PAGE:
Hyderabad: Till recently, 17-year-old Vabilisetti Mohan Abhyas helped his mother make spicy hot Irani samosas at their humble home in Hyderabad. His father would then go out and sell the samosas on the streets. Now Mohan Abhyas hopes to go to IIT Bombay, after having bagged the 64th rank in the all-India engineering entrance exam JEE. His aim: Becoming a scientist like his hero, former President APJ Abdul Kalam.
Abhyas managed to put in 10 hours of study every day. At his two-room home in Kukatpally area of Hyderabad it wasn’t always possible, with his parents, grandmother and also sister being busy with the family activity of making savouries for sale. So he sought permission from his school and junior college to stay on after study hours, so he could focus on his books.
“I want to become a scientist in the future and help my parents settle down and make them happy,” says the young man, adding, “samosa making is difficult work. Why should we take that much pressure?”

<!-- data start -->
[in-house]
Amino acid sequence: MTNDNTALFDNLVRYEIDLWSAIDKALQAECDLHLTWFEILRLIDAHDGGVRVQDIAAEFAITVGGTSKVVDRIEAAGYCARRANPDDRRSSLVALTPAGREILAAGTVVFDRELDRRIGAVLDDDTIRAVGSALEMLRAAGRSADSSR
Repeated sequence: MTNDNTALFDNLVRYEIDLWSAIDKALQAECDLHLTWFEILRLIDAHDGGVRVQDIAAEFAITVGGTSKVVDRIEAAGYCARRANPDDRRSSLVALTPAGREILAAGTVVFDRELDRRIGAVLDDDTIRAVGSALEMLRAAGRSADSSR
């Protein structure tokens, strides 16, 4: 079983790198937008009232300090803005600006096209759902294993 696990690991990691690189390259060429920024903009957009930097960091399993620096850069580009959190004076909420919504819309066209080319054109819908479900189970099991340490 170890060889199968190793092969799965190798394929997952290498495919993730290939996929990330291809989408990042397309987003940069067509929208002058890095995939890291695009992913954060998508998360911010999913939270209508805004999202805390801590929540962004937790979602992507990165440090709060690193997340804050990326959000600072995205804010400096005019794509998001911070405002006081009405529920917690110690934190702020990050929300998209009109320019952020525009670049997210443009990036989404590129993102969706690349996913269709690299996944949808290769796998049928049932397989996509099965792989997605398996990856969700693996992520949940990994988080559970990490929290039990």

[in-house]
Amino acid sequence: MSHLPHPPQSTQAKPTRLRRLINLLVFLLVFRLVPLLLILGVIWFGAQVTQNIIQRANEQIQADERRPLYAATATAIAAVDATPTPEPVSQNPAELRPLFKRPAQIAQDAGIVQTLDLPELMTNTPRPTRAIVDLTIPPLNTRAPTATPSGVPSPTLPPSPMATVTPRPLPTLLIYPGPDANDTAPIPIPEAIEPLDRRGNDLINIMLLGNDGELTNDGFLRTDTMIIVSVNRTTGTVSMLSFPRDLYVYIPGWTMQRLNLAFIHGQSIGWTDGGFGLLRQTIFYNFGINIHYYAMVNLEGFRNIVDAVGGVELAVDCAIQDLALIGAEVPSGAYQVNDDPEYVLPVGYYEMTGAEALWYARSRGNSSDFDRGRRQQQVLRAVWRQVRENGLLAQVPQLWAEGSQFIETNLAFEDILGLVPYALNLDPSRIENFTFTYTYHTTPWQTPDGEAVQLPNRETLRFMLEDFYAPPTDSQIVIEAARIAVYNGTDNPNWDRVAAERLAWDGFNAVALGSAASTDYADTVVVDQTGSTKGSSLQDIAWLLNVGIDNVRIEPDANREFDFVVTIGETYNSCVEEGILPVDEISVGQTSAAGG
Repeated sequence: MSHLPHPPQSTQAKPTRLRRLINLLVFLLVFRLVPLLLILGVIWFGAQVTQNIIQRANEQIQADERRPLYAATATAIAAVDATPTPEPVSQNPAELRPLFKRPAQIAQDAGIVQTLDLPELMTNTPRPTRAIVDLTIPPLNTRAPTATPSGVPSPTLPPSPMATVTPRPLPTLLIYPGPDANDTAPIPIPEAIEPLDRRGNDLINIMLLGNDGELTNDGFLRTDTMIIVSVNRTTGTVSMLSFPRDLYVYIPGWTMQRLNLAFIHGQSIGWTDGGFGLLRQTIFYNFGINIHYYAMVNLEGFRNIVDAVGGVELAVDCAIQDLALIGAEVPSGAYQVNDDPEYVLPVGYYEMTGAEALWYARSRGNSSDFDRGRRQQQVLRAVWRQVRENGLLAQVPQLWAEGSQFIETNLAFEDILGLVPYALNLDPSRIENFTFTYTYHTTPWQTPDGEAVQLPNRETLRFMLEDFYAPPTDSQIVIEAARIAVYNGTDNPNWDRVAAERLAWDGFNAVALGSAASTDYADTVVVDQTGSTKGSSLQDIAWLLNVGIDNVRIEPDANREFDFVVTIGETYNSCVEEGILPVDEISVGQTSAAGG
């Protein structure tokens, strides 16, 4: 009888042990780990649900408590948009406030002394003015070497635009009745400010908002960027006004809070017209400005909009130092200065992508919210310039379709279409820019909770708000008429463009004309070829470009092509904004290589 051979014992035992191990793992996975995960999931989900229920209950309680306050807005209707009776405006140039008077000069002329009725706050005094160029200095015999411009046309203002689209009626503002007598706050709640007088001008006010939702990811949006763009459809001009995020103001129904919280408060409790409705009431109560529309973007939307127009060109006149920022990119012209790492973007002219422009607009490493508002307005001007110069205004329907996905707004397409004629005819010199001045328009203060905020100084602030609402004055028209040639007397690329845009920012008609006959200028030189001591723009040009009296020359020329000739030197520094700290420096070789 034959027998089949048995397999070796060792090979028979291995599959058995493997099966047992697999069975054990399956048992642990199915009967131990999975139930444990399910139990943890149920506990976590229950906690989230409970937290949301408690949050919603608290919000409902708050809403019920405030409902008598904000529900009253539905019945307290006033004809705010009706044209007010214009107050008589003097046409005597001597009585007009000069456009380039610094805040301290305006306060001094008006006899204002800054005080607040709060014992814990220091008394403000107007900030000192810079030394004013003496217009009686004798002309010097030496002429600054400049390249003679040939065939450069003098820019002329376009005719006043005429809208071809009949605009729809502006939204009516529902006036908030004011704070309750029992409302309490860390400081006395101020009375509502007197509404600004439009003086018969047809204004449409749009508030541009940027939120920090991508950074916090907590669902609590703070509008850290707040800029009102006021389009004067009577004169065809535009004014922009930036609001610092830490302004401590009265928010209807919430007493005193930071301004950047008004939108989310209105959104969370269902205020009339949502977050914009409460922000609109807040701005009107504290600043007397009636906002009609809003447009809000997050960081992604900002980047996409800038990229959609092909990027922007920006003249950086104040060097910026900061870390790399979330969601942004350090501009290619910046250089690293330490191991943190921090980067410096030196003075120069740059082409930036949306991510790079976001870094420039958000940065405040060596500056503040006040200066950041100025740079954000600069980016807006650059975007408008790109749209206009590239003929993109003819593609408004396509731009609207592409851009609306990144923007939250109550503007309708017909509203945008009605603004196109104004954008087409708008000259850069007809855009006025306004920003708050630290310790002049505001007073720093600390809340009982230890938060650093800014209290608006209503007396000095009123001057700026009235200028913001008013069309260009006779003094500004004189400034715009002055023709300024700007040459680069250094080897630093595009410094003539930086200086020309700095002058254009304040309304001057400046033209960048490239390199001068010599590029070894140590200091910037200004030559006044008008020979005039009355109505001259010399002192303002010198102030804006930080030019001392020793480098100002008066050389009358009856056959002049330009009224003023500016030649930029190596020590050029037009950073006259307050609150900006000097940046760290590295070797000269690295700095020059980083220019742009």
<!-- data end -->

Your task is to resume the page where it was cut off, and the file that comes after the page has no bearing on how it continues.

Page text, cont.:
The family’s annual income rarely goes beyond Rs 1 lakh. But Abhyas’s parents say for them, education is a priority. Father Subba Rao had dropped out of school after Class 11. His mother Surya Kala, her father-in-law says proudly, is a BA gold medalist in Telugu.
From a small village in Bhimavaram, the family moved to Hyderabad 13 years ago, so they could give an education to their son and daughter.
Their perseverance has paid off. Abhyas came 6th in the mains – the exam that’s the gateway to the Advanced JEE, the final stage. His performance has ensured that he receives a place in one of the prestigious Indian Institutes of Technology.
Abhyas, though, confessed to a twinge of disappointment about his results. He expected a rank under 50, if not under 20. “Initially, I was a bit disappointed, but now I feel satisfied with my performance,” he said.
He has also topped the Andhra Pradesh Engineering Agricultural and Medical Common Entrance Test and came fifth in the state’s common entrance test for engineering and Medical courses.
Surya Kala says she allowed her son to make his choices. “I used to tell him not to study too hard. I never said you must achieve,” she said.
Abhyas has made his choice. “I want to become a scientist, join IIT Bombay and I want to make my parents happy,” he said.